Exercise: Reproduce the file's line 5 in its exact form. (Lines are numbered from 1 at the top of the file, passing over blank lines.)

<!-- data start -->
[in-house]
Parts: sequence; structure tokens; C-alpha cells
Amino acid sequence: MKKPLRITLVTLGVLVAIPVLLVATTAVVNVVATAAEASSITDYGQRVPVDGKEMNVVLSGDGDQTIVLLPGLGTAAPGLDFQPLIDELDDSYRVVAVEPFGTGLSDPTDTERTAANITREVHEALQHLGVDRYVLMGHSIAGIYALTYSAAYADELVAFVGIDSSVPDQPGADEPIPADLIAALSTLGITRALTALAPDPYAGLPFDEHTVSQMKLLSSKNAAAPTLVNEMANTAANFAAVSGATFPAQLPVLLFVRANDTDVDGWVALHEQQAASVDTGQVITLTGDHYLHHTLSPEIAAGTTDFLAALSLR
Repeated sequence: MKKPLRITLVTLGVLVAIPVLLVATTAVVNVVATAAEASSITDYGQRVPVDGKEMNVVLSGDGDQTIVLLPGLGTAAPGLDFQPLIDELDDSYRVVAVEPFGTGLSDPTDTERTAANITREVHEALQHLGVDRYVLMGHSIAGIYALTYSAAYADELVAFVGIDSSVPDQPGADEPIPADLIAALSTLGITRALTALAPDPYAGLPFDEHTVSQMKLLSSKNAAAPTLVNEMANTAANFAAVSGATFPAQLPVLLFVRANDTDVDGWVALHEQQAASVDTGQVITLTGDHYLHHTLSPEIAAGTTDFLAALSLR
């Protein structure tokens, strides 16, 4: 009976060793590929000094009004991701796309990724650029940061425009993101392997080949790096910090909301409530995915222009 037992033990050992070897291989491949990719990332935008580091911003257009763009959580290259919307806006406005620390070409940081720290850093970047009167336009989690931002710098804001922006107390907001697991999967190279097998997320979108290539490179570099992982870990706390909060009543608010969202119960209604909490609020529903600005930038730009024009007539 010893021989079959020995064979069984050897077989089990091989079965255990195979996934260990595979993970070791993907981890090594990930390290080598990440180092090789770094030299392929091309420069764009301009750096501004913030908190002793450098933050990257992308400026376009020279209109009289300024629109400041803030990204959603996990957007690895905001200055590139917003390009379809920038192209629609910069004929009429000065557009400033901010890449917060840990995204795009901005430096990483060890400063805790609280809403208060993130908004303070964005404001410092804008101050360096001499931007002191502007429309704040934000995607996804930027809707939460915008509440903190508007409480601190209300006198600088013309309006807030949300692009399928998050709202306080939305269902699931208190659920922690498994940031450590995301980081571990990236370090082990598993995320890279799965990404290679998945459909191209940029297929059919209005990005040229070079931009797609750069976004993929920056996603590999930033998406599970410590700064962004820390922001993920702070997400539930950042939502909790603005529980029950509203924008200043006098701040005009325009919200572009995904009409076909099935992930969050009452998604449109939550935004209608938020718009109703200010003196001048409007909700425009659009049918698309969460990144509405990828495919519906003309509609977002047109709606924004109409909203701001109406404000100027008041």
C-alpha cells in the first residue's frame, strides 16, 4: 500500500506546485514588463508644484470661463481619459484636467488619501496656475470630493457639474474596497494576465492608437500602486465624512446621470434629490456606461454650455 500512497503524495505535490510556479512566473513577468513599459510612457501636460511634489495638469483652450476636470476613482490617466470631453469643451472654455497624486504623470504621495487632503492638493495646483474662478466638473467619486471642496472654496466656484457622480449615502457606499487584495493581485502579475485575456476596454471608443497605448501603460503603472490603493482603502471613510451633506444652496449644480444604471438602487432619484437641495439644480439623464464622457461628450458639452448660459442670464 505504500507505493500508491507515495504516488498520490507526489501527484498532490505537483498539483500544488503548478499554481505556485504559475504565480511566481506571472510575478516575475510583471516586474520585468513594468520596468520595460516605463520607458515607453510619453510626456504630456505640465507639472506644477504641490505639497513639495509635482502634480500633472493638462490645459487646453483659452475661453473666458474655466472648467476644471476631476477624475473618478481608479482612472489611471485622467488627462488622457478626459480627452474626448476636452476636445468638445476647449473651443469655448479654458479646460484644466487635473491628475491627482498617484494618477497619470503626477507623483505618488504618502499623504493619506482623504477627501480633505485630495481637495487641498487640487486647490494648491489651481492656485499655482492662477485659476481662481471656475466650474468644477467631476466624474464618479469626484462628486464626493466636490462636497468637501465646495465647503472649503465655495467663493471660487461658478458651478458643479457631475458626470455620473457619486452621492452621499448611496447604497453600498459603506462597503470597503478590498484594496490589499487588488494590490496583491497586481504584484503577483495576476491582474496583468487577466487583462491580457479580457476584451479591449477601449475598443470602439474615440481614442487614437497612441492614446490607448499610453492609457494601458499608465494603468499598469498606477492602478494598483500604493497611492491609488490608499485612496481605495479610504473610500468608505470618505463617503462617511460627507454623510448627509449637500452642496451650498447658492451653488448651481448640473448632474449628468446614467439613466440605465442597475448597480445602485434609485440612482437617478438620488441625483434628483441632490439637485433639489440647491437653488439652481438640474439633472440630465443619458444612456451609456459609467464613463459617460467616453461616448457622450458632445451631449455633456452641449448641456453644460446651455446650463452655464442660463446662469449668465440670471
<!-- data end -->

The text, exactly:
């Protein structure tokens, strides 16, 4: 009976060793590929000094009004991701796309990724650029940061425009993101392997080949790096910090909301409530995915222009 037992033990050992070897291989491949990719990332935008580091911003257009763009959580290259919307806006406005620390070409940081720290850093970047009167336009989690931002710098804001922006107390907001697991999967190279097998997320979108290539490179570099992982870990706390909060009543608010969202119960209604909490609020529903600005930038730009024009007539 010893021989079959020995064979069984050897077989089990091989079965255990195979996934260990595979993970070791993907981890090594990930390290080598990440180092090789770094030299392929091309420069764009301009750096501004913030908190002793450098933050990257992308400026376009020279209109009289300024629109400041803030990204959603996990957007690895905001200055590139917003390009379809920038192209629609910069004929009429000065557009400033901010890449917060840990995204795009901005430096990483060890400063805790609280809403208060993130908004303070964005404001410092804008101050360096001499931007002191502007429309704040934000995607996804930027809707939460915008509440903190508007409480601190209300006198600088013309309006807030949300692009399928998050709202306080939305269902699931208190659920922690498994940031450590995301980081571990990236370090082990598993995320890279799965990404290679998945459909191209940029297929059919209005990005040229070079931009797609750069976004993929920056996603590999930033998406599970410590700064962004820390922001993920702070997400539930950042939502909790603005529980029950509203924008200043006098701040005009325009919200572009995904009409076909099935992930969050009452998604449109939550935004209608938020718009109703200010003196001048409007909700425009659009049918698309969460990144509405990828495919519906003309509609977002047109709606924004109409909203701001109406404000100027008041």